On the south side of the line, east of the station, a signal box controlled the junction. To the east, on the north side of the line, was a goods yard with two sidings and a goods shed. Further sidings were provided to the west of the station between the C&HR and the B&CR lines.

At the time of opening Menai Bridge was served by trains running between Chester and Holyhead - and shorter workings along that line - and by trains running between Bangor and Caernarfon. From the start there had been a close relationship between the C&HR and the LNWR, and since 1854 the latter had been operating the train services. In the same year an Act authorised the transfer of the B&CR line to the C&HR and it, too, was operated by the LNWR. The LNWR purchased the Chester and Holyhead line on 1 January 1859 but the C&HR company was not officially wound up until 21 July 1879.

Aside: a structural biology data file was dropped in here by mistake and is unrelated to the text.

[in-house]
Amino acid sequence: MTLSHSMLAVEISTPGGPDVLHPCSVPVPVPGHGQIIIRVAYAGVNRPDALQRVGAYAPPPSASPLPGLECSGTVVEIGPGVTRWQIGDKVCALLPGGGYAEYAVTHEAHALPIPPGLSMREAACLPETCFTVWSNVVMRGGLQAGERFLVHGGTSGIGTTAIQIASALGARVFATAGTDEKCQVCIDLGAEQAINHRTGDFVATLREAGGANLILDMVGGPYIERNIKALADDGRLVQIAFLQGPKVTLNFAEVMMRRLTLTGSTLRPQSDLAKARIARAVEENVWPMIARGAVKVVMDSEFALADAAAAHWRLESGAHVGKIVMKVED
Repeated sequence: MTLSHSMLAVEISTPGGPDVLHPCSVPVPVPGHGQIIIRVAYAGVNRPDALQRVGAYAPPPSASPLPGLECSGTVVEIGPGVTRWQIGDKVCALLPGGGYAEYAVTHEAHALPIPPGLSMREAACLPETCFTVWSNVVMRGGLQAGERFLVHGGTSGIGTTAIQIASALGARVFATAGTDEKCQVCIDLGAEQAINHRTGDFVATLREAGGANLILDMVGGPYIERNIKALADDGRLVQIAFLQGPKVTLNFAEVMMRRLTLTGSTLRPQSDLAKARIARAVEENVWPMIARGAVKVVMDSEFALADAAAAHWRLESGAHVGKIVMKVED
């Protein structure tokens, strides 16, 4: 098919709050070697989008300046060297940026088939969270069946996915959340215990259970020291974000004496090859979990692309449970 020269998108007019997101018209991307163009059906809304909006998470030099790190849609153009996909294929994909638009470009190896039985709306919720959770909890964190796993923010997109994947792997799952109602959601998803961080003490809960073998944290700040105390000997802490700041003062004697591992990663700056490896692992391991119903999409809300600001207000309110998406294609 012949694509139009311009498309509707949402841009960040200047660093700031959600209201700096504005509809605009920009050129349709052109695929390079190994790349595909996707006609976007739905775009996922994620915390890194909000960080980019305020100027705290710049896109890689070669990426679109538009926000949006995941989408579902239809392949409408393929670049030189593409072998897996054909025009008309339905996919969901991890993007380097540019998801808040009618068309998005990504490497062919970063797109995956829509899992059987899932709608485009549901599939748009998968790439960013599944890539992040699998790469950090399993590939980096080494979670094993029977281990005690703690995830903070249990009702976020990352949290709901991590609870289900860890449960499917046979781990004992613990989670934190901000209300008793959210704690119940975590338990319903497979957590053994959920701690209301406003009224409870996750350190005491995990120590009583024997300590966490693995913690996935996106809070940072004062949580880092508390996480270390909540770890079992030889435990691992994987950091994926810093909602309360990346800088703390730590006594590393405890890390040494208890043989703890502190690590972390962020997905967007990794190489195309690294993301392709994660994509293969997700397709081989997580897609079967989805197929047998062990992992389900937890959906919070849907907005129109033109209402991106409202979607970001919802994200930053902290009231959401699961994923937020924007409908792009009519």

On the 17 June 1865 an accident occurred at Menai Bridge. A train from Caernarfon on route to Bangor, consisting of a tank engine a van and four coaches, arrived at Menai Bridge at 8.48pm. The signal at the east end of the station was set against it as a Chester to Holyhead train, hauled by a tender engine and consisting of eleven coaches and a brake van, was approaching. After standing at the platform for one minute the guard of the Caernarfon to Bangor train asked a porter if he was ready for the train to depart. The porter told the guard that he was, and the guard blew his whistle. The driver started the train immediately, even though the signal was against him. Seeing what was happening the signalman put the down main line signal to danger to stop the Holyhead train but it was too late as its engine had passed the signal. The Holyhead train was slowing to stop at Menai Bridge but it ran head-on into the Caernarfon train at the point where the Caernarfon line crossed the up main line. Nobody was killed but 26 people were injured. It was discovered that the driver of the Caernarvon – Bangor train had two boys from Bangor on the footplate with him, which was expressly forbidden. He was dismissed from the service of the LNWR and blamed for the accident. However the Board of Trade Inspector, Captain H W Tyler CE, in his report was critical of the signalling arrangements at Menai Bridge. He considered that they were difficult to see and that extra signals should be installed on the B&CR line. Although the junction arrangement that required trains travelling towards Caernarfon to make a reverse move was not responsible for the accident, Captain Tyler made mention of it in his report and gave recommendations in relation to it. The junction was altered to a more conventional layout.